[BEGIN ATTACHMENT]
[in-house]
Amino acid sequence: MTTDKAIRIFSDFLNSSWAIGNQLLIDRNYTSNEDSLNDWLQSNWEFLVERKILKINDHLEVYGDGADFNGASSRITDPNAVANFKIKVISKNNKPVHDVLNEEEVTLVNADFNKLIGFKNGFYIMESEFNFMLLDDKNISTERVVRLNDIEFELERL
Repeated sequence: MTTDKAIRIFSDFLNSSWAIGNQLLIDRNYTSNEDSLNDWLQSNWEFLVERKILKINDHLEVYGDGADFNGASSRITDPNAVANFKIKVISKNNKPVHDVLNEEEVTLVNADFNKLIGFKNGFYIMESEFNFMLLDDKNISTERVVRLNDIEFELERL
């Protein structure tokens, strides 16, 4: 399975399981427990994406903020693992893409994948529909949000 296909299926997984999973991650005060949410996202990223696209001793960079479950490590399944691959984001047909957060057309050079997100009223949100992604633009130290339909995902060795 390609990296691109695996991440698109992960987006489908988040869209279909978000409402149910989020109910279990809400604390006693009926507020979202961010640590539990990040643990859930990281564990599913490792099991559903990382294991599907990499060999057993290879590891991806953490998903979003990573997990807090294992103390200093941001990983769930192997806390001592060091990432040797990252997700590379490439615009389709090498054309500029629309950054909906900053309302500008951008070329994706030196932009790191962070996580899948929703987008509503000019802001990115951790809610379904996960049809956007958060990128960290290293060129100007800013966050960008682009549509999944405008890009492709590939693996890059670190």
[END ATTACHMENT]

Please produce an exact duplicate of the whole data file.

[in-house]
Amino acid sequence: MTTDKAIRIFSDFLNSSWAIGNQLLIDRNYTSNEDSLNDWLQSNWEFLVERKILKINDHLEVYGDGADFNGASSRITDPNAVANFKIKVISKNNKPVHDVLNEEEVTLVNADFNKLIGFKNGFYIMESEFNFMLLDDKNISTERVVRLNDIEFELERL
Repeated sequence: MTTDKAIRIFSDFLNSSWAIGNQLLIDRNYTSNEDSLNDWLQSNWEFLVERKILKINDHLEVYGDGADFNGASSRITDPNAVANFKIKVISKNNKPVHDVLNEEEVTLVNADFNKLIGFKNGFYIMESEFNFMLLDDKNISTERVVRLNDIEFELERL
């Protein structure tokens, strides 16, 4: 399975399981427990994406903020693992893409994948529909949000 296909299926997984999973991650005060949410996202990223696209001793960079479950490590399944691959984001047909957060057309050079997100009223949100992604633009130290339909995902060795 390609990296691109695996991440698109992960987006489908988040869209279909978000409402149910989020109910279990809400604390006693009926507020979202961010640590539990990040643990859930990281564990599913490792099991559903990382294991599907990499060999057993290879590891991806953490998903979003990573997990807090294992103390200093941001990983769930192997806390001592060091990432040797990252997700590379490439615009389709090498054309500029629309950054909906900053309302500008951008070329994706030196932009790191962070996580899948929703987008509503000019802001990115951790809610379904996960049809956007958060990128960290290293060129100007800013966050960008682009549509999944405008890009492709590939693996890059670190």